In 1966 Anthony and Judith Kenyon and their four-year-old daughter, Abigail, arrived from London, England.  Anthony, with a shiny new surgical degree, was here for a four-month locum at the request of the resident physician Dr. Damian Metten. Bob Angus offered Judith a job as an  reporter photographer and Dr Metten offered an immediate partnership in the medical clinic practice.
This was a carefree time, taxes were low, distances vast, and those who had good jobs came and went at two-year intervals.  The permanent residents comprised First Nations, Métis and an assortment of wanderers, who found the place  amenable to their eccentricities.

Throughout the 1970s Fort Nelson secured its place as a transportation hub and with barges,  highways, airport and railway and pipelines, it coalesced into a regional centre for an area rich in natural resources.

No sooner had Bob Angus’s dream been realized, and his business  grown to add a travel agency, that he was cut down in his prime by a debilitating car accident and a rare form of cancer from which he succumbed and died quite suddenly.  After his death, his estate was sold and the Kenyons purchased the newspaper from his mother.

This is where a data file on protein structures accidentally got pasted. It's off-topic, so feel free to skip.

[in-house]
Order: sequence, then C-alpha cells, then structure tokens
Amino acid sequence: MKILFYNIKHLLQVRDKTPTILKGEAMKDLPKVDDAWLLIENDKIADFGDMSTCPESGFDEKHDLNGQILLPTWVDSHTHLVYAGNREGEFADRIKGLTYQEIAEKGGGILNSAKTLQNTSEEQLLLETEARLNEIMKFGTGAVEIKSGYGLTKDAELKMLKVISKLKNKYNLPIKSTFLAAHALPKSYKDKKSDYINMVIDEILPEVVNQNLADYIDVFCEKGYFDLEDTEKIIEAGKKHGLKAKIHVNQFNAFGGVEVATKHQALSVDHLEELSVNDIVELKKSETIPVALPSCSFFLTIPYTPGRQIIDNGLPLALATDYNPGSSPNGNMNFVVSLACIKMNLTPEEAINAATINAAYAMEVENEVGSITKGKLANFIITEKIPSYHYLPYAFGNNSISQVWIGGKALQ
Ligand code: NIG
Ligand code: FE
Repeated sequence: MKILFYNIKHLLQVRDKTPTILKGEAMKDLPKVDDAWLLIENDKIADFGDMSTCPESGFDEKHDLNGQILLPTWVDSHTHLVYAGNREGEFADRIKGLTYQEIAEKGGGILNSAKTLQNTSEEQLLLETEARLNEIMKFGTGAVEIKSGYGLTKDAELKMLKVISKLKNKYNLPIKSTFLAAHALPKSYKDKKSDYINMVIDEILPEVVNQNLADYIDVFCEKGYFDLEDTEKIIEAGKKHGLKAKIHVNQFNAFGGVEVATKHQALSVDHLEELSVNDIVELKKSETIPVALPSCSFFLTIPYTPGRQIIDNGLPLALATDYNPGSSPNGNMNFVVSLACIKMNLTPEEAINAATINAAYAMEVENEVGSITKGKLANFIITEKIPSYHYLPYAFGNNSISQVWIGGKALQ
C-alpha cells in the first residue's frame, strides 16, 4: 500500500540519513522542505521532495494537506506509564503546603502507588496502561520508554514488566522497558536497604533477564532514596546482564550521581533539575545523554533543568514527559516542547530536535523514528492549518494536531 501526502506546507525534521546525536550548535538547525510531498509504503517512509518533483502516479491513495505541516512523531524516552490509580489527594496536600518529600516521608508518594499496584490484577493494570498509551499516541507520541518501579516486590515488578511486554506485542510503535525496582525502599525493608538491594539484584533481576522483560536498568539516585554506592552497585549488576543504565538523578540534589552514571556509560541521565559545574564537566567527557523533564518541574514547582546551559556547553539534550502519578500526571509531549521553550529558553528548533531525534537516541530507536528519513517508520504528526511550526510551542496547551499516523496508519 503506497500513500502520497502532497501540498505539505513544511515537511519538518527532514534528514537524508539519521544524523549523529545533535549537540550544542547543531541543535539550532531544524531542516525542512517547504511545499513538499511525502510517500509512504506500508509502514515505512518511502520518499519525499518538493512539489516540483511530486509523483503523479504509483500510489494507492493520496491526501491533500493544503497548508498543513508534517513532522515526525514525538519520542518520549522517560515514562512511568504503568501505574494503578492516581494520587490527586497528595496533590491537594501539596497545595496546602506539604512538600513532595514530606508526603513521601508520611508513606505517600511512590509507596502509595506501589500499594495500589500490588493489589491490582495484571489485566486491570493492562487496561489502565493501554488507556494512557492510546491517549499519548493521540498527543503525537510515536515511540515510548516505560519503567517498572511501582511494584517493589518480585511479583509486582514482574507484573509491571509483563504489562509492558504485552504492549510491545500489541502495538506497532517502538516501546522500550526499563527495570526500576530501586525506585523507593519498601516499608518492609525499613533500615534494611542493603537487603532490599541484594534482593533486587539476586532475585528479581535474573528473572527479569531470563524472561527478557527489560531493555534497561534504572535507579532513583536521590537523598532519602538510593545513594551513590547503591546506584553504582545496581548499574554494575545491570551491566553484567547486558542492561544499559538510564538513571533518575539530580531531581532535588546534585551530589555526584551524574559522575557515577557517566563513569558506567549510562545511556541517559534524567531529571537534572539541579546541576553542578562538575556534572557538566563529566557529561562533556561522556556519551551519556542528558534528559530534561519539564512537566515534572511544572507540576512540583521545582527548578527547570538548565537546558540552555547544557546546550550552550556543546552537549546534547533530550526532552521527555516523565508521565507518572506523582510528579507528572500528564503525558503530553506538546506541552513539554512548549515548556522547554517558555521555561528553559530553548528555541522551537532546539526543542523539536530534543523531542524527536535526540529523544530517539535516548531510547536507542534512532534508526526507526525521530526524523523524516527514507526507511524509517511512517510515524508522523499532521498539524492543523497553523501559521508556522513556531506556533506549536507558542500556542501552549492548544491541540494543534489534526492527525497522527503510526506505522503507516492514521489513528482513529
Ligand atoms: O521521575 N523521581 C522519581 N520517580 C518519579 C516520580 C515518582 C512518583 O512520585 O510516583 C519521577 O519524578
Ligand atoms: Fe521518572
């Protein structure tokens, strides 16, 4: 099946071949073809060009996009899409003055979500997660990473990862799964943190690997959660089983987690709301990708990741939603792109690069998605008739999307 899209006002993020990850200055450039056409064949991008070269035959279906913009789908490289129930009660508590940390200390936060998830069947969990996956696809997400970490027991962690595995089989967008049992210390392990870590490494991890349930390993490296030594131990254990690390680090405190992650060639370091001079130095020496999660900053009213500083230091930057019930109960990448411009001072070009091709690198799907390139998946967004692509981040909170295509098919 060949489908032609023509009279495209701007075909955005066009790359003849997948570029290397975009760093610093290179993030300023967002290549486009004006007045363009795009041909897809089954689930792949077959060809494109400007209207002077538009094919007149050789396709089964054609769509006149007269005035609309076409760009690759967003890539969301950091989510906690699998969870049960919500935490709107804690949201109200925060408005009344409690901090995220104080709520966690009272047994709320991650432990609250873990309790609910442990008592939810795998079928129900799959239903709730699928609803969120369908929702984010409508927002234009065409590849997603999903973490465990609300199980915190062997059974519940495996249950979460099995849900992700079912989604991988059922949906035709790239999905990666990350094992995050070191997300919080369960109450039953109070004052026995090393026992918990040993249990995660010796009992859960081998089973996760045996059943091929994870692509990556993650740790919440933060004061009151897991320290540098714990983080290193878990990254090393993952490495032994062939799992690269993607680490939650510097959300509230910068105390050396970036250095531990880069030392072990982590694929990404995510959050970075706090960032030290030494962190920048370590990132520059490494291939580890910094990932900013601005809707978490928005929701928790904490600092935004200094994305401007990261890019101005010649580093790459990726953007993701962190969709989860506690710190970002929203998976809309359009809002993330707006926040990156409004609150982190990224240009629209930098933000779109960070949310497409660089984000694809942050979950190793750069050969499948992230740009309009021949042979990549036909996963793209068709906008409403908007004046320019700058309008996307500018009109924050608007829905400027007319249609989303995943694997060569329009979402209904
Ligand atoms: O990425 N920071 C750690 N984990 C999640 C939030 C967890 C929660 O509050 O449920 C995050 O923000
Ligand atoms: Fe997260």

The Fort Nelson News, now one of the oldest businesses in the region, has seen much change.

Soon after taking over the newspaper the Kenyons  abandoned the large envelope and the bus ride to Fort St. John.  In its place, two blue Compugraphic typesetters arrived with layout boards.  The News was now a proper  broadsheet and  included two full-time staff members, several part-timers, a darkroom and deadlines.

With the exception of one short period when it was printed in Prince George, the Fort Nelson News has been printed on the presses in Fort St. John and Dawson Creek.

In 1986, on the advice of the publisher of the Alaska Highway News, Bill Dyer, the newspaper went digital with the purchase of Mac computers. More color was added and a website, paid subscribers can now access their paper on the web.

The format is still broadsheet and this allows coverage of all the local news of the Northern Rockies region from bear attacks, plane crashes and river boat accidents, scatter bombs dumped on the Alaska Highway, and the regular day-to-day court, council, hospital and school board stories, clubs and organizations all covered.  In addition columnists supply news of the province, the federal government, and international news, and their comics strips and editorial cartoons.

The Fort Nelson News serves Fort Nelson, the Alaska Highway, the Northern Rockies, Watson Lake, the Horn River Basin, Fort Liard, and the South Mackenzie in the Northwest Territories.

It is the newspaper of record for the top third of BC and is unopposed in its market.  It has a press run of 2,800, paid circulation is 2,600 and is distributed in Watson Lake, Fort Nelson, at lodges along the Alaska Highway, the Horn River Basin, Liard and Cordova  camps, Dawson Creek, Fort St. John, Fort Liard.
Recently, it has entered into book publishing with a history of Fort Nelson and the North West trading company from 1805 to 1905 authored by Anthony Kenyon and edited by K. Jane Watt.